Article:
For many in the liberal community, former President Jimmy Carter's path to redemption has long been a noble cause. His efforts on human rights around the world has been given some credence as an elder statesman, and helped him restore his reputation after what many consider a presidential tenure among the worst in American history. But now, that underdog story has taken stumbling block on the matter of Edward Snowden, the leaker of several key National Security Agency documents. The Snowden NSA affair has divided the liberals between leftists who consider him a hero for whistleblowing the NSA's massive spying operation on American citizens, while more moderate liberals condemn him as a traitor and for selling out the country, with a smaller faction remaining neutral while attacking Snowden's escape from the country rather than face trial. Never has the liberals been so heavily divided on a national matter.
Now, Jimmy Carter has stepped into the discussion, and has sided with the leftists. In a meeting for Atlantic Bridge in Atlanta, Georgia, former President Carter praised the leaking of the NSA documents, while acknowledging its illegality. He said that "the secrecy that has been surrounding this invasion of privacy has been excessive," and that Snowden's bringing the operations, including internet data-gathering Operation PRISM, to public attention has been "beneficial." Carter particularly attacked PRISM, noting that its collaboration with Internet titans such as Google and Facebook have sown distrust among Internet users around the world, undermining democracy at large. He even went as far as to suggest that "America has no functioning democracy at this moment," thanks to the actions of the NSA.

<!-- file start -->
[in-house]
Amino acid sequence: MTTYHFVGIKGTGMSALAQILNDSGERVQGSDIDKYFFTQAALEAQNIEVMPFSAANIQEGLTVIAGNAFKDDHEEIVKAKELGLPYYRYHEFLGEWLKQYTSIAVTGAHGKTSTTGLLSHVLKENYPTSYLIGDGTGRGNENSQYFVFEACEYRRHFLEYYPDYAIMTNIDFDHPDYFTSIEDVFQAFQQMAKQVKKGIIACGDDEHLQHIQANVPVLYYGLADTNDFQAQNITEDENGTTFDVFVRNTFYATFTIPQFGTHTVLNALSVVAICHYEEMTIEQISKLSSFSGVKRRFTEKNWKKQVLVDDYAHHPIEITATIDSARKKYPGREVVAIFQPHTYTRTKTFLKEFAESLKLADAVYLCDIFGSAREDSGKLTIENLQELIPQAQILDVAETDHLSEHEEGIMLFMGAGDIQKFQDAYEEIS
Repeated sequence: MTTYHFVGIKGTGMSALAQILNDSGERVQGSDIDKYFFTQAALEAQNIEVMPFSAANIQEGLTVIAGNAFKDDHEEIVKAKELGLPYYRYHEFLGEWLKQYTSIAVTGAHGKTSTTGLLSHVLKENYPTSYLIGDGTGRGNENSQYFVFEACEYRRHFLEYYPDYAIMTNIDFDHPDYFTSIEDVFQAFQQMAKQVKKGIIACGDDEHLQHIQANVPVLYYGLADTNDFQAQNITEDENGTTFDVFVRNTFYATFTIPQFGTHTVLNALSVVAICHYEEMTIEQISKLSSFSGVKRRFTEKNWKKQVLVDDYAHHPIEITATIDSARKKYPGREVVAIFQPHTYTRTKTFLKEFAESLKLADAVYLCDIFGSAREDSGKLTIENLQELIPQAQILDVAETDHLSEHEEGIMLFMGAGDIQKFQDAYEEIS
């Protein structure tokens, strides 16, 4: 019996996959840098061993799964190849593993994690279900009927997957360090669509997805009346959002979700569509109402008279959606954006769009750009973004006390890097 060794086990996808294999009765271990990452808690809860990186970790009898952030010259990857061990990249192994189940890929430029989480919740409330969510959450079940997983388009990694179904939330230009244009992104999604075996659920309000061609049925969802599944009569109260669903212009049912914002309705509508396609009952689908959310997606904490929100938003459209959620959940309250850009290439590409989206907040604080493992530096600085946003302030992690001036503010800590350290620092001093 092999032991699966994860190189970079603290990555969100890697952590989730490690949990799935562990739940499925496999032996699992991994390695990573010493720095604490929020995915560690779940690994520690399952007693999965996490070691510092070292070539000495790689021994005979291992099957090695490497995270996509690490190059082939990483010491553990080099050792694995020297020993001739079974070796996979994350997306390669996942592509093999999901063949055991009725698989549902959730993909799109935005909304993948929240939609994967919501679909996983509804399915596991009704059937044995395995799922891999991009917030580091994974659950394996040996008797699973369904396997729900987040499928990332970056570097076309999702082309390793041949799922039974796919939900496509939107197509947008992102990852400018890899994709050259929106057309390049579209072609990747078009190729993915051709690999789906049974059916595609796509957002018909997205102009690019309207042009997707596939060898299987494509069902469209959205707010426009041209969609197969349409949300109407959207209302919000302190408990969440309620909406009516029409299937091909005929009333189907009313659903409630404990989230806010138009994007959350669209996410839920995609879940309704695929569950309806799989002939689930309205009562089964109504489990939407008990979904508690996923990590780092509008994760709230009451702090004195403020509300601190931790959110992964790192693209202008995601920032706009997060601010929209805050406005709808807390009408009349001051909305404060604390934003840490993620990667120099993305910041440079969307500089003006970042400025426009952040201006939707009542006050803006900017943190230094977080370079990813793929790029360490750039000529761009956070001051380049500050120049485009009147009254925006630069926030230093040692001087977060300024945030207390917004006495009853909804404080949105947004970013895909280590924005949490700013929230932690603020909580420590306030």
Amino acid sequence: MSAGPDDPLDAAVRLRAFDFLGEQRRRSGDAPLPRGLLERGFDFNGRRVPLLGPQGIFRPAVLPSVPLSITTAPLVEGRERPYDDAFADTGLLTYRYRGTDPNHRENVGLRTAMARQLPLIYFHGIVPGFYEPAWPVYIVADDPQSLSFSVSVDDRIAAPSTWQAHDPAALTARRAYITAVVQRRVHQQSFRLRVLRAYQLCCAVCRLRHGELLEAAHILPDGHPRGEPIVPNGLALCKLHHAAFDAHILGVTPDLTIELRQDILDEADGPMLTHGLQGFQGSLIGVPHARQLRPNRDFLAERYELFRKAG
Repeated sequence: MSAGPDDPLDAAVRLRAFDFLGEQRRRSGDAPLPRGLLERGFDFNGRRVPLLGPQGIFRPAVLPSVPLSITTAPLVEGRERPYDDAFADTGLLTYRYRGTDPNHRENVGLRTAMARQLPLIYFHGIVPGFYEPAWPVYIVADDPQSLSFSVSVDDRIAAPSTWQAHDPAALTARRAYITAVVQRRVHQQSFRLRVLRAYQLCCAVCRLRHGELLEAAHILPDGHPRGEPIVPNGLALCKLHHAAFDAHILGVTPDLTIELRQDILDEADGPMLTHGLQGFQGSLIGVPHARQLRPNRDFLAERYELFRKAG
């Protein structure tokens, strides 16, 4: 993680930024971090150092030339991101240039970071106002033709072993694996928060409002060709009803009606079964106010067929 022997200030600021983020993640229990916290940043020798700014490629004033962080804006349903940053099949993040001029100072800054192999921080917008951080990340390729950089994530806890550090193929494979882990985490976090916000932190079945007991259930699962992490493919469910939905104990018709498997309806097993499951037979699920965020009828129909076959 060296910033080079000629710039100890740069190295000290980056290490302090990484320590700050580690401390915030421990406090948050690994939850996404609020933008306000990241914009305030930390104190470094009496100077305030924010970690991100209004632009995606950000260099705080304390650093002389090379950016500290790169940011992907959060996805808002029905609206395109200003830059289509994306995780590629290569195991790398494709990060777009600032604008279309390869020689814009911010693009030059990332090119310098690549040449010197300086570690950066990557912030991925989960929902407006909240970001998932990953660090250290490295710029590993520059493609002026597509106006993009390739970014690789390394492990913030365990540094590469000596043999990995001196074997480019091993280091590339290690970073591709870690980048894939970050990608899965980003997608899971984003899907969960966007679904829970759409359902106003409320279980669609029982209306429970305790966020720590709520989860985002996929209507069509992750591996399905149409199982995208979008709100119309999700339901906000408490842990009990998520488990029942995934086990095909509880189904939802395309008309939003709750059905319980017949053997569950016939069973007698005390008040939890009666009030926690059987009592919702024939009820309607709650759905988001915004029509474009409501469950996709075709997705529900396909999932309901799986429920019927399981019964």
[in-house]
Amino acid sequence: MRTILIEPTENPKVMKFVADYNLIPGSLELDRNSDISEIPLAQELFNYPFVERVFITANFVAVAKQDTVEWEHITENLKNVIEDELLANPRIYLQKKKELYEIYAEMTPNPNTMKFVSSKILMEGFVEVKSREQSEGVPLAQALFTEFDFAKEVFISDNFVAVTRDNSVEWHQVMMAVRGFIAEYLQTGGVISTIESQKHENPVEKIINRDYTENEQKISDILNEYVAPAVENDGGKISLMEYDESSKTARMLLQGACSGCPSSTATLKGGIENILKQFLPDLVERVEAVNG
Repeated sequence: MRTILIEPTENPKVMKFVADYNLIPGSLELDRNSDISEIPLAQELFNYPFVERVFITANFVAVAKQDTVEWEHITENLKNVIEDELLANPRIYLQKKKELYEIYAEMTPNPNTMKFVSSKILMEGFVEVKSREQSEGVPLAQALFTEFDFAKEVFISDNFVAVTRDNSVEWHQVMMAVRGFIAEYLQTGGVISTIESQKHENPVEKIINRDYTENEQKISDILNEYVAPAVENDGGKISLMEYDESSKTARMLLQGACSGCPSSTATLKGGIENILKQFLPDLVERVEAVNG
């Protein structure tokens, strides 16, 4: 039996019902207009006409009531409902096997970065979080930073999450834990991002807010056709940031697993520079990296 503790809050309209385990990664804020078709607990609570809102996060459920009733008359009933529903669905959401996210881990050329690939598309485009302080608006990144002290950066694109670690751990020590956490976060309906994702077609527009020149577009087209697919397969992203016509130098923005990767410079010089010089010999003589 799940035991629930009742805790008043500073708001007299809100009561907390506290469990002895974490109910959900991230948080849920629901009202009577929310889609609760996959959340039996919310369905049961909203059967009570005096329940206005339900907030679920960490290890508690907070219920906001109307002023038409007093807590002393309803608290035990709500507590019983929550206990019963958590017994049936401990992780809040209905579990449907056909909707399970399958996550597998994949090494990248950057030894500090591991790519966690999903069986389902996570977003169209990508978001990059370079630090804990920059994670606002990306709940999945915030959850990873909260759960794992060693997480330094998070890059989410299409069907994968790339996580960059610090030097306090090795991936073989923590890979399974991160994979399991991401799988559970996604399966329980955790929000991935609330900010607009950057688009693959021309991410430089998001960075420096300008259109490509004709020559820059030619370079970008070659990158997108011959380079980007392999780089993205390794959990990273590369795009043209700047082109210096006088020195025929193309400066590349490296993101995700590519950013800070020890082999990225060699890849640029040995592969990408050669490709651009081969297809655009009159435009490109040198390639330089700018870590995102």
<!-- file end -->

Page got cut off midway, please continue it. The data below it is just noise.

Operation PRISM, the primary source of contention in the Snowden leaks, is a data-gathering operation apparently run with the full cooperation of several social media outlets. Companies such as Google and Facebook later denied that they even knew of the program, let alone cooperated. This is not the first time Carter has criticized the NSA's actions. Previously, in an interview with CNN, he noted that invasion of privacy invoked by PRISM had "gone too far."